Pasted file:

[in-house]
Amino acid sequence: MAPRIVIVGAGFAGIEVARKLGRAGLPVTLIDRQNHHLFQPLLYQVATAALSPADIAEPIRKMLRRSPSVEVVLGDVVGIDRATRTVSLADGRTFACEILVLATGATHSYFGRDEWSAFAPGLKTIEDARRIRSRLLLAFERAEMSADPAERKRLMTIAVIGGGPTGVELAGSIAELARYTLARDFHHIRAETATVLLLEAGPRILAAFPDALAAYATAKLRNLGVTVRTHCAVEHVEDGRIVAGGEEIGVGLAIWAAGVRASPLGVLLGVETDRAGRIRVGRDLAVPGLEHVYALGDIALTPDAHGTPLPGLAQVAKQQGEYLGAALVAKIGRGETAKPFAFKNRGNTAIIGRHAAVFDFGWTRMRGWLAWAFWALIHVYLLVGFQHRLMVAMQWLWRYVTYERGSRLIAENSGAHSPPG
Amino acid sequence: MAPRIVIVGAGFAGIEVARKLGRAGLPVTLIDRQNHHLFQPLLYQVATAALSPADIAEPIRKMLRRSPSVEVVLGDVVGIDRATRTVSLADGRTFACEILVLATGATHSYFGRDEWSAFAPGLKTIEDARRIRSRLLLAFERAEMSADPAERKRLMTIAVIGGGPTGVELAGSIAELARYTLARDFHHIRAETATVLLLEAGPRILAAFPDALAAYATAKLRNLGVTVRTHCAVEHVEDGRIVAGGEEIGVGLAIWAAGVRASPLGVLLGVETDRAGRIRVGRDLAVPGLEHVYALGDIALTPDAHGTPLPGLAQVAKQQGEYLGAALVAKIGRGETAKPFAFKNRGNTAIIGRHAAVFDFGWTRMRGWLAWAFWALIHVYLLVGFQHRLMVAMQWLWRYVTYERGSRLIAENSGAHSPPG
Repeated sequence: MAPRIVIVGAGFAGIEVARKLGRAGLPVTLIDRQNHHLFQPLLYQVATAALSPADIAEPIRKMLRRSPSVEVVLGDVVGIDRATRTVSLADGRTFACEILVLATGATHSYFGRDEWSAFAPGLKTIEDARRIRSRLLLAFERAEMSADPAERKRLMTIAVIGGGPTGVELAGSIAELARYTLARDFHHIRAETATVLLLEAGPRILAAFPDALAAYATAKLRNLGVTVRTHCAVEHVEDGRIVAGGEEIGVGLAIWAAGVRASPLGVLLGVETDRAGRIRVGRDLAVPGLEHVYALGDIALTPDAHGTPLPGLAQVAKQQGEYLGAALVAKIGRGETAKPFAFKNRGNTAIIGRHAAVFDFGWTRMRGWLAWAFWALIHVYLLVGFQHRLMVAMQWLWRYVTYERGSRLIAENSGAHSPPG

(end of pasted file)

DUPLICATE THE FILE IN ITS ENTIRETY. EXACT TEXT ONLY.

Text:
[in-house]
Amino acid sequence: MAPRIVIVGAGFAGIEVARKLGRAGLPVTLIDRQNHHLFQPLLYQVATAALSPADIAEPIRKMLRRSPSVEVVLGDVVGIDRATRTVSLADGRTFACEILVLATGATHSYFGRDEWSAFAPGLKTIEDARRIRSRLLLAFERAEMSADPAERKRLMTIAVIGGGPTGVELAGSIAELARYTLARDFHHIRAETATVLLLEAGPRILAAFPDALAAYATAKLRNLGVTVRTHCAVEHVEDGRIVAGGEEIGVGLAIWAAGVRASPLGVLLGVETDRAGRIRVGRDLAVPGLEHVYALGDIALTPDAHGTPLPGLAQVAKQQGEYLGAALVAKIGRGETAKPFAFKNRGNTAIIGRHAAVFDFGWTRMRGWLAWAFWALIHVYLLVGFQHRLMVAMQWLWRYVTYERGSRLIAENSGAHSPPG
Amino acid sequence: MAPRIVIVGAGFAGIEVARKLGRAGLPVTLIDRQNHHLFQPLLYQVATAALSPADIAEPIRKMLRRSPSVEVVLGDVVGIDRATRTVSLADGRTFACEILVLATGATHSYFGRDEWSAFAPGLKTIEDARRIRSRLLLAFERAEMSADPAERKRLMTIAVIGGGPTGVELAGSIAELARYTLARDFHHIRAETATVLLLEAGPRILAAFPDALAAYATAKLRNLGVTVRTHCAVEHVEDGRIVAGGEEIGVGLAIWAAGVRASPLGVLLGVETDRAGRIRVGRDLAVPGLEHVYALGDIALTPDAHGTPLPGLAQVAKQQGEYLGAALVAKIGRGETAKPFAFKNRGNTAIIGRHAAVFDFGWTRMRGWLAWAFWALIHVYLLVGFQHRLMVAMQWLWRYVTYERGSRLIAENSGAHSPPG
Repeated sequence: MAPRIVIVGAGFAGIEVARKLGRAGLPVTLIDRQNHHLFQPLLYQVATAALSPADIAEPIRKMLRRSPSVEVVLGDVVGIDRATRTVSLADGRTFACEILVLATGATHSYFGRDEWSAFAPGLKTIEDARRIRSRLLLAFERAEMSADPAERKRLMTIAVIGGGPTGVELAGSIAELARYTLARDFHHIRAETATVLLLEAGPRILAAFPDALAAYATAKLRNLGVTVRTHCAVEHVEDGRIVAGGEEIGVGLAIWAAGVRASPLGVLLGVETDRAGRIRVGRDLAVPGLEHVYALGDIALTPDAHGTPLPGLAQVAKQQGEYLGAALVAKIGRGETAKPFAFKNRGNTAIIGRHAAVFDFGWTRMRGWLAWAFWALIHVYLLVGFQHRLMVAMQWLWRYVTYERGSRLIAENSGAHSPPG